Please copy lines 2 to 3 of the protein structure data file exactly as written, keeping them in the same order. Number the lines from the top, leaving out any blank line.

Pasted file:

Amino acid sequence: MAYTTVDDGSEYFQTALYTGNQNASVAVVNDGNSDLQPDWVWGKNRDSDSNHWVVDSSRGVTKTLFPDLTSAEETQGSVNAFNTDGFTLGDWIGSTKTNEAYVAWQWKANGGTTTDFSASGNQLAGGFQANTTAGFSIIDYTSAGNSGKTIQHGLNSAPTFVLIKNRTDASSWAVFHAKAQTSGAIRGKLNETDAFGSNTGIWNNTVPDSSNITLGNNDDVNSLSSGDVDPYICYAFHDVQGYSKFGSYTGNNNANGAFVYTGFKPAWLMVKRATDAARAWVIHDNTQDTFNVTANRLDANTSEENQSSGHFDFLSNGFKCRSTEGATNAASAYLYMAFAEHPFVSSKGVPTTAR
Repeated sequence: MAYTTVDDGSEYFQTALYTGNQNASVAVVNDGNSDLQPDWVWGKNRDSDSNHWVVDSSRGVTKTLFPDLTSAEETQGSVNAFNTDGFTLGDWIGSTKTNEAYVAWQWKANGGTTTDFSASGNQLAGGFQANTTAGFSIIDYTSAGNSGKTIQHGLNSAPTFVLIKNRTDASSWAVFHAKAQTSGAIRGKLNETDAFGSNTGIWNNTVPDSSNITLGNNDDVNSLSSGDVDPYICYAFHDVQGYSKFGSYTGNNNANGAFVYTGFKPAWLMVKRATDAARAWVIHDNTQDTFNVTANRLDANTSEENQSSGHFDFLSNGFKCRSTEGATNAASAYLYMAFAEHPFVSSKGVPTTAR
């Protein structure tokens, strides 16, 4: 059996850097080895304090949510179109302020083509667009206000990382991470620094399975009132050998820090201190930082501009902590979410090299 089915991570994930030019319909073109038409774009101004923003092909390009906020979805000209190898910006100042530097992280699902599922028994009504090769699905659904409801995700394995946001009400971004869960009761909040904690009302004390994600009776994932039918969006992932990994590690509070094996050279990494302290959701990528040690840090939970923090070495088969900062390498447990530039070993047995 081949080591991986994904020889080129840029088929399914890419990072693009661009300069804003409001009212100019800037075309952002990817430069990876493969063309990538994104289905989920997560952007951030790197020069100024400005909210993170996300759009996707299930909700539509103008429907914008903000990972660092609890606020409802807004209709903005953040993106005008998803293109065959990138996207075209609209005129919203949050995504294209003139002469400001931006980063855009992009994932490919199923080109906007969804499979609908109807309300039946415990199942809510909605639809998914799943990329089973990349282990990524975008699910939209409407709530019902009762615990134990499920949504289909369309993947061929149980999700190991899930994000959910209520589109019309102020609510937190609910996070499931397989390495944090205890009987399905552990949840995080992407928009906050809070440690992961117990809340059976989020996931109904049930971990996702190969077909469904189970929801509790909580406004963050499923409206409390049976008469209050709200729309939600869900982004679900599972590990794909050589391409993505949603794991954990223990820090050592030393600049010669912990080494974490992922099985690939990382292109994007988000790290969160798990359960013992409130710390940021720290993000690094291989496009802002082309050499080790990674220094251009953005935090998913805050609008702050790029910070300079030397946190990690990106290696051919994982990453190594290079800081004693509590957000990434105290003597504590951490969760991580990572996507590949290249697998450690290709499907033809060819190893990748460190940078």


Repeated sequence: MAYTTVDDGSEYFQTALYTGNQNASVAVVNDGNSDLQPDWVWGKNRDSDSNHWVVDSSRGVTKTLFPDLTSAEETQGSVNAFNTDGFTLGDWIGSTKTNEAYVAWQWKANGGTTTDFSASGNQLAGGFQANTTAGFSIIDYTSAGNSGKTIQHGLNSAPTFVLIKNRTDASSWAVFHAKAQTSGAIRGKLNETDAFGSNTGIWNNTVPDSSNITLGNNDDVNSLSSGDVDPYICYAFHDVQGYSKFGSYTGNNNANGAFVYTGFKPAWLMVKRATDAARAWVIHDNTQDTFNVTANRLDANTSEENQSSGHFDFLSNGFKCRSTEGATNAASAYLYMAFAEHPFVSSKGVPTTAR
């Protein structure tokens, strides 16, 4: 059996850097080895304090949510179109302020083509667009206000990382991470620094399975009132050998820090201190930082501009902590979410090299 089915991570994930030019319909073109038409774009101004923003092909390009906020979805000209190898910006100042530097992280699902599922028994009504090769699905659904409801995700394995946001009400971004869960009761909040904690009302004390994600009776994932039918969006992932990994590690509070094996050279990494302290959701990528040690840090939970923090070495088969900062390498447990530039070993047995 081949080591991986994904020889080129840029088929399914890419990072693009661009300069804003409001009212100019800037075309952002990817430069990876493969063309990538994104289905989920997560952007951030790197020069100024400005909210993170996300759009996707299930909700539509103008429907914008903000990972660092609890606020409802807004209709903005953040993106005008998803293109065959990138996207075209609209005129919203949050995504294209003139002469400001931006980063855009992009994932490919199923080109906007969804499979609908109807309300039946415990199942809510909605639809998914799943990329089973990349282990990524975008699910939209409407709530019902009762615990134990499920949504289909369309993947061929149980999700190991899930994000959910209520589109019309102020609510937190609910996070499931397989390495944090205890009987399905552990949840995080992407928009906050809070440690992961117990809340059976989020996931109904049930971990996702190969077909469904189970929801509790909580406004963050499923409206409390049976008469209050709200729309939600869900982004679900599972590990794909050589391409993505949603794991954990223990820090050592030393600049010669912990080494974490992922099985690939990382292109994007988000790290969160798990359960013992409130710390940021720290993000690094291989496009802002082309050499080790990674220094251009953005935090998913805050609008702050790029910070300079030397946190990690990106290696051919994982990453190594290079800081004693509590957000990434105290003597504590951490969760991580990572996507590949290249697998450690290709499907033809060819190893990748460190940078």